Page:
Sakhr, his thawb identical to Karim’s own, stumbled closer. The man walked with an absurdly wide gait. He could not be their Salah. Such an undignified soul as this…
“Your brothers would have his ears removed,” Sakhr chortled as he came to stand beside Karim. He watched Abdul’s frothing mouth and manic, bulging eyes with a faint half sympathetic smile. “To deny a soul the whisper of the dune…” He shook his head and turned from the failure’s humiliation. “Such cruelty!”
“This heretic does not listen to the Watcher’s whispers, Holy One,” Karim said automatically, puzzled. He did not like this. It was rare for this charlatan to move about alone. What did he want from Karim that he did not want the others to hear?
“He does not listen.” Sakhr muttered, seeming to draw in on himself. His eyes looked down at something far below the rough dirt at their feet, something that Karim could not see. “But he still hears the Watcher’s words. Does he not?”
The question caught Karim by surprise and slipped like a subtle blade past his guarded senses. He had expected to be made to watch Abdul’s suffering, add to it or even to cut his acolyte’s throat. He had anticipated harsh words or accusations.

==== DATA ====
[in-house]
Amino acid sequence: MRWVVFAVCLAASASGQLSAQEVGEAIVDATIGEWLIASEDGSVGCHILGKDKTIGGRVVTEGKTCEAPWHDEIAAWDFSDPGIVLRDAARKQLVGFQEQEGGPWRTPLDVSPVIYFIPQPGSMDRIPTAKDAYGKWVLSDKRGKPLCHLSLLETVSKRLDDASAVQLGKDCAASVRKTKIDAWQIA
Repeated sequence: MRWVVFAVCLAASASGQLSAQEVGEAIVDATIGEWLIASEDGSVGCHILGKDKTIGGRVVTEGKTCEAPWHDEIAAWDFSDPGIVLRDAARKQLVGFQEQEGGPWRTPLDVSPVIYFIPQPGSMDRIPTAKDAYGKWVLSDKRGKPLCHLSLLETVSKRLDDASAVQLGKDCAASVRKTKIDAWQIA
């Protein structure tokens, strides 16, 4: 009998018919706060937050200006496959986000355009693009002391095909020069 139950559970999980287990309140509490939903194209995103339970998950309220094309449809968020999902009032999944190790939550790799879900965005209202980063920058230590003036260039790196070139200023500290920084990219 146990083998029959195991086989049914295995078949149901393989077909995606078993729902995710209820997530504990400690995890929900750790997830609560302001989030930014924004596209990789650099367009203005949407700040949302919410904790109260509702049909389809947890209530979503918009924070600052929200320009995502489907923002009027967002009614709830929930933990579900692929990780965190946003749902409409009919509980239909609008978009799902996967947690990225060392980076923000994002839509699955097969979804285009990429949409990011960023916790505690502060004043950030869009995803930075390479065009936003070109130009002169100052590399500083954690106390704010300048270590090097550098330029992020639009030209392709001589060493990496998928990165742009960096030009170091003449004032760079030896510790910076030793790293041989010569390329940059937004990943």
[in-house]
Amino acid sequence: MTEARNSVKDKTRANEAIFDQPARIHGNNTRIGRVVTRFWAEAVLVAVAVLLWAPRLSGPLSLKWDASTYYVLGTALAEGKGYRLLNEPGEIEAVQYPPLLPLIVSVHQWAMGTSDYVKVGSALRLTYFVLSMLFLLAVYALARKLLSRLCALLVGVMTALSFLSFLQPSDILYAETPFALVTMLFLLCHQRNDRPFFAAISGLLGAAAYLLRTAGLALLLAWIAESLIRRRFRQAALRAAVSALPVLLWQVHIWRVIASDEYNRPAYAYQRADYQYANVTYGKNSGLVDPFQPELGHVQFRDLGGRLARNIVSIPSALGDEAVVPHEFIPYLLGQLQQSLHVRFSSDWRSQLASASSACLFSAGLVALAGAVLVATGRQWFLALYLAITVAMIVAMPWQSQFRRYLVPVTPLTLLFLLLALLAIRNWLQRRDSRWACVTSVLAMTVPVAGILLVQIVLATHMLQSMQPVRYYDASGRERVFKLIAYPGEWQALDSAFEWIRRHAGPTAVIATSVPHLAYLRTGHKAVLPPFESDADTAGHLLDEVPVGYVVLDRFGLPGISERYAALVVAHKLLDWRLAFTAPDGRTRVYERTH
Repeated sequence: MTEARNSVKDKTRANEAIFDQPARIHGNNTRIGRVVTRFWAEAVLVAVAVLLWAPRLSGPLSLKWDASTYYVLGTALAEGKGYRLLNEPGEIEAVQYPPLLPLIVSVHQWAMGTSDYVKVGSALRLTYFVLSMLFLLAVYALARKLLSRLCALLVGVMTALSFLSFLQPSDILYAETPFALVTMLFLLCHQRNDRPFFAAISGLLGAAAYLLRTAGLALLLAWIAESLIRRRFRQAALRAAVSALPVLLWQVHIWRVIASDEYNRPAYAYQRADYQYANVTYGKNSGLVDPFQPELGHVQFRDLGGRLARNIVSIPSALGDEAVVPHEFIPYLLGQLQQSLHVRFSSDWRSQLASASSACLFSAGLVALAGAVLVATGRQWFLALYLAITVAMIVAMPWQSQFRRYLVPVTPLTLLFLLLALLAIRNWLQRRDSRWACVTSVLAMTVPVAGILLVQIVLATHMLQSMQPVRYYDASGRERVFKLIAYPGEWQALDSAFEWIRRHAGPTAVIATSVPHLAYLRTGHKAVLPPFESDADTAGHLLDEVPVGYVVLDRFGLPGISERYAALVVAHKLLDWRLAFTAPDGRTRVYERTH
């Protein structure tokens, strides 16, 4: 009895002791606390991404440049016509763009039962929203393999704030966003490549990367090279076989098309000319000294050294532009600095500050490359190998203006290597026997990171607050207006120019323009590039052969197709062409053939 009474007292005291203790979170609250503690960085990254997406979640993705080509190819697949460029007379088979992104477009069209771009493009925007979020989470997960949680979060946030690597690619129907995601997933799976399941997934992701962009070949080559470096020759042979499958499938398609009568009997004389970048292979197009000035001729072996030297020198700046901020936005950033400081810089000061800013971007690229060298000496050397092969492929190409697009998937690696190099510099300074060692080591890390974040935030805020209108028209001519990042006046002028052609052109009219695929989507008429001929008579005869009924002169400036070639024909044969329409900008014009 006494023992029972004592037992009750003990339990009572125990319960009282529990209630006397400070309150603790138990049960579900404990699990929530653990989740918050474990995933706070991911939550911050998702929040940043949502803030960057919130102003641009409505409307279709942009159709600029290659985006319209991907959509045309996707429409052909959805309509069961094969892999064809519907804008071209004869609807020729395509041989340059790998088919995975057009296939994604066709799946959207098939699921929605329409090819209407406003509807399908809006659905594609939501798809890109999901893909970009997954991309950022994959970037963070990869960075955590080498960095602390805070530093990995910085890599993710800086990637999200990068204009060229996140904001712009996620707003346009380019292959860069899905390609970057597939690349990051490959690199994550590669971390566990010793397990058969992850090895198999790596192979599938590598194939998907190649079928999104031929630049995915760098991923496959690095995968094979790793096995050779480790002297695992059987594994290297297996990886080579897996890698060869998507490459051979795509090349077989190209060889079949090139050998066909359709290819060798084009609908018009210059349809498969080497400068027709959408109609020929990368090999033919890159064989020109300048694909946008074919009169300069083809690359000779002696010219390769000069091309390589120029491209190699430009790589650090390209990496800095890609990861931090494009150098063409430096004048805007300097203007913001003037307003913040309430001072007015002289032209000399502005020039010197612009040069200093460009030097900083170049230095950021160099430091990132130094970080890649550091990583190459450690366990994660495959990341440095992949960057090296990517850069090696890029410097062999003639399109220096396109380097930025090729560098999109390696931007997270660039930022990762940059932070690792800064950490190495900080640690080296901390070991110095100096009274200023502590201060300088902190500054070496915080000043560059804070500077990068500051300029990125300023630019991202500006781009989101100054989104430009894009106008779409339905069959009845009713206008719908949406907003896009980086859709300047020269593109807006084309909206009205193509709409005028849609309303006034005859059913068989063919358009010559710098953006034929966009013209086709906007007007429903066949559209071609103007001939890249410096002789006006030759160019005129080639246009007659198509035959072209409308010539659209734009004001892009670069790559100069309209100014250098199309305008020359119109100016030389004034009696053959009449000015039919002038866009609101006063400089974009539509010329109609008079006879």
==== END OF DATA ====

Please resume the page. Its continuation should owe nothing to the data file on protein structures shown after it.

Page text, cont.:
But nothing had prepared him to bandy philosophical musings with the arch-heretic while a man thrashed in agony before them. His tongue hung limp, his mouth dry.
“This beast hasn’t the sense to hear the loudest shouts of the Watcher.” Karim replied, knowing that he must say something.
He immediately regretted his words. One ragged line of sparse grey hairs lifted to form an arch on Sakhr’s brow. The flowing cloth of his pure white thawb rustled as he took two steps closer. Karim was surprised to see that even a sorcerous sack of filth such as Sakhr could have thin red veins in his eyes, dark rings beneath them. The heretic was tired. Who knew they even slept?
When he spoke, Sakhr’s voice was crisp and brittle. His breath felt as cold as a desert winter on Karim’s face. Their noses were hardly a hair’s breadth apart and, as the false Salah of the Aswan bit out his words, Karim imagined those straight yellow teeth snapping closed on his tongue, chewing it out from his mouth.
“What? You say he cannot hear the Watcher’s loudest shouts?” Sakhr asked, the chill in his voice shattering each syllable. Karim winced. “What? What?! When the Watcher’s voice is heard throughout? When his mouth speaks through every trickling stream, rustling bush and shifting grain of sand?
“What? Answer me! No, but I have been unkind.” He laid a paternal, wizened hand on Karim’s arm. “You are emotional. This has been a trying day. You did not think. The Watcher sees all faults and forgives the righteous.”